The formulations of antibodies of the present invention that immunospecifically bind to an IL-9 polypeptide may be monospecific, bispecific, trispecific or of greater multispecificity. Multispecific antibodies may be specific for different epitopes of an IL-9 polypeptide or may be specific for both an IL-9 polypeptide as well as for a heterologous epitope, such as a heterologous polypeptide or solid support material. See, e.g., International publications WO 93/17715, WO 92/08802, WO 91/00360, and WO 92/05793; Tutt, et al., J. Immunol. 147:60-69(1991); U.S. Pat. Nos. 4,474,893, 4,714,681, 4,925,648, 5,573,920, and 5,601,819; and Kostelny et al., J. Immunol. 148:1547-1553 (1992).

The present invention provides for antibodies that have a high binding affinity for an IL-9 polypeptide. In a specific embodiment, an antibody that immunospecifically binds to an IL-9 polypeptide has an association rate constant or kon rate

( antibody ( Ab ) + antigen ( Ag ) k on Ab - Ag )
of at least 105 M−1s−1, at least 1.5×105 M−1s−1, at least 2×105 M−1s−1, at least 2.5×105 M−1s−1, at least 5×105 M−1s−1, at least 106M−1s−1, at least 5×106 M−1s−1, at least 107 M−1s−1, at least 5×107 M−1s−1, or at least 108 M−1s−1, or 105-108M−1s, 1.5×105 M−1s−1, 1×107 M−1s−1, 2×105−1×106M−1s−1, or 4.5×105×107 M−1s−1. In a preferred embodiment, an antibody that immunospecifically binds to an IL-9 polypeptide has a kon of at least 2×105 M−1s−1, at least 2.5×105 M−1s−1, at least 5×105 M−1s−1, at least 106M−1s−1, at least 5×106M−1s−1, at least 107M−1s−1, at least 5×107M−1s−1, or at least 108 M−1 s−1 as determined by a BIAcore assay and the antibody neutralizes human IL-9 in the microneutralization assay as described herein. In a preferred embodiment, an antibody that immunospecifically binds to an IL-9 polypeptide has a kon of at most 108 M−1s−1, at most 109 M−1s−1, at most 1010 M−1s−1, at most 1011 M−1s−1, or at most 1012 M−1s−1 as determined by a BIAcore assay and the antibody neutralizes human IL-9 in the microneutralization assay as described herein. In accordance with these embodiments, such antibodies may comprise a VH domain and/or a VL domain of 4D4, 4D4 H2-1 D11, 4D4com-XF-9, 4D4com-2F9, 7F3, 71A10, 7F3 22D3, 7F3com-2H2, 7F3com-3H5 or 7F3com-3D4 or a VH CDR and/or a VL CDR of 4D4, 4D4 H2-1 D11, 4D4com-XF-9, 4D4com-2F9, 7F3, 71A10, 7F3 22D3, 7F3com-2H2, 7F3com-3H5 or 7F3com-3D4.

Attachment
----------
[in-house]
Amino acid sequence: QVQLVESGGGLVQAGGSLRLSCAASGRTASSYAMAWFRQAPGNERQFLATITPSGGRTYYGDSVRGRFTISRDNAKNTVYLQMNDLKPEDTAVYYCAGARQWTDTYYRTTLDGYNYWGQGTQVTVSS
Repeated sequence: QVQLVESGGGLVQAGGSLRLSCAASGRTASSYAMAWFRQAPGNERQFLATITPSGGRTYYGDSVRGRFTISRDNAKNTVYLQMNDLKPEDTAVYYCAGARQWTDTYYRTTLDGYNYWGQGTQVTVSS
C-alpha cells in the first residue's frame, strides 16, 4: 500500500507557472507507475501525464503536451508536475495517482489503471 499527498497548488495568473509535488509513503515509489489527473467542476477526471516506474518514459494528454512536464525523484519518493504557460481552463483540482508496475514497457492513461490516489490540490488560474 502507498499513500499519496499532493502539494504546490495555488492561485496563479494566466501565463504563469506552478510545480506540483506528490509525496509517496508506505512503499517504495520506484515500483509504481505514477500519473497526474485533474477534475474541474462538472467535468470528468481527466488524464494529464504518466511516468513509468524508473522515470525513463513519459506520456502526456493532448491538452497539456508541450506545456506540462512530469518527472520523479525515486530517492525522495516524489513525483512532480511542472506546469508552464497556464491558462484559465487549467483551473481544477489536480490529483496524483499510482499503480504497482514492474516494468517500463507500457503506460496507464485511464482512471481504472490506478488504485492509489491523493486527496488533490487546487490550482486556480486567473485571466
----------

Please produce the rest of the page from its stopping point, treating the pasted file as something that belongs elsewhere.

In another embodiment, an antibody that immunospecifically binds to an IL-9 polypeptide has a koff rate

( antibody ( Ab ) + antigen ( Ag ) k off Ab - Ag )
of less than 10−3 s−1, less than 5×10−3 s−1, less than 104 s−1, less than 2×104 s−1, less than 5×104 s−1, less than 10−5 s−1, less than 5×10−5 s−1, less than 10−6 s−1, less than 5×10−6 s−1, less than 10−7 s−1, less than 5×10−7 s−1, less than 10−8 s−1, less than 5×10−8 s−1, less than 10−9 s−1, less than 5×10−9 s−1, or less than 10−10 s−1, or 10−3−1010 s−1, 10−4-10−8 s−1, or 10−5-10−8 s−1. In a preferred embodiment, an antibody that immunospecifically binds to an IL-9 polypeptide has a koff of 10−5 s−1, less than 5×10−5 s−1, less than 10−6 s−1, less than 5×10−6 s−1, less than 10−7 s−1, less than 5×10−7 s−1, less than 10−8 s−1, less than 5×10−8 s−1, less than 10−9 s−1, less than 5×10−9 s−1, or less than 10−10 s−1 as determined by a BIAcore assay and the antibody neutralizes human IL-9 in the microneutralization assay described herein. In another preferred embodiment, an antibody that immunospecifically binds to an IL-9 polypeptide has a koff of greater than 10−13 s−1, greater than 10−12 s−1, greater than 10−11 s−1, greater than 10−10 s−1, greater than 10−9 s−1, or greater than 10−8 s-−1. In accordance with these embodiments, such antibodies may comprise a VH domain and/or a VL domain of 4D4, 4D4 H2-1 D11, 4D4com-XF-9, 4D4com-2F9, 7F3, 71A10, 7F3 22D3, 7F3com-2H2, 7F3com-3H5 or 7F3com-3D4, or a VH CDR and/or a VL CDR of 4D4, 4D4 H2-1 D11, 4D4com-XF-9, 4D4com-2F9, 7F3, 71A10, 7F3 22D3, 7F3com-2H2, 7F3com-3H5 or 7F3com-3D4.